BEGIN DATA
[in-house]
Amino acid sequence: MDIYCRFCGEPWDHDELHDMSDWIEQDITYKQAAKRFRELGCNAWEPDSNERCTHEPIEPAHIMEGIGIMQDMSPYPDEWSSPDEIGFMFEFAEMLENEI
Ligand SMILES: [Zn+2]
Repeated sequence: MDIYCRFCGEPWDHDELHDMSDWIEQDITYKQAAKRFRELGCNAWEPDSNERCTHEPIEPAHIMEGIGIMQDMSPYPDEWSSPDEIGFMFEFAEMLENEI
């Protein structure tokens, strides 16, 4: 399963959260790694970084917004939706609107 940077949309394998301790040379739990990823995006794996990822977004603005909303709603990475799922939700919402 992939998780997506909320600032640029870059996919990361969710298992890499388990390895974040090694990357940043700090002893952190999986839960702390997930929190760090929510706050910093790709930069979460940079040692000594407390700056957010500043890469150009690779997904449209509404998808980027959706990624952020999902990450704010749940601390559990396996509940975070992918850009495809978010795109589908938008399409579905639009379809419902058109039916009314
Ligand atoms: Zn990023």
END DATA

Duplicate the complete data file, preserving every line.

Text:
[in-house]
Amino acid sequence: MDIYCRFCGEPWDHDELHDMSDWIEQDITYKQAAKRFRELGCNAWEPDSNERCTHEPIEPAHIMEGIGIMQDMSPYPDEWSSPDEIGFMFEFAEMLENEI
Ligand SMILES: [Zn+2]
Repeated sequence: MDIYCRFCGEPWDHDELHDMSDWIEQDITYKQAAKRFRELGCNAWEPDSNERCTHEPIEPAHIMEGIGIMQDMSPYPDEWSSPDEIGFMFEFAEMLENEI
């Protein structure tokens, strides 16, 4: 399963959260790694970084917004939706609107 940077949309394998301790040379739990990823995006794996990822977004603005909303709603990475799922939700919402 992939998780997506909320600032640029870059996919990361969710298992890499388990390895974040090694990357940043700090002893952190999986839960702390997930929190760090929510706050910093790709930069979460940079040692000594407390700056957010500043890469150009690779997904449209509404998808980027959706990624952020999902990450704010749940601390559990396996509940975070992918850009495809978010795109589908938008399409579905639009379809419902058109039916009314
Ligand atoms: Zn990023």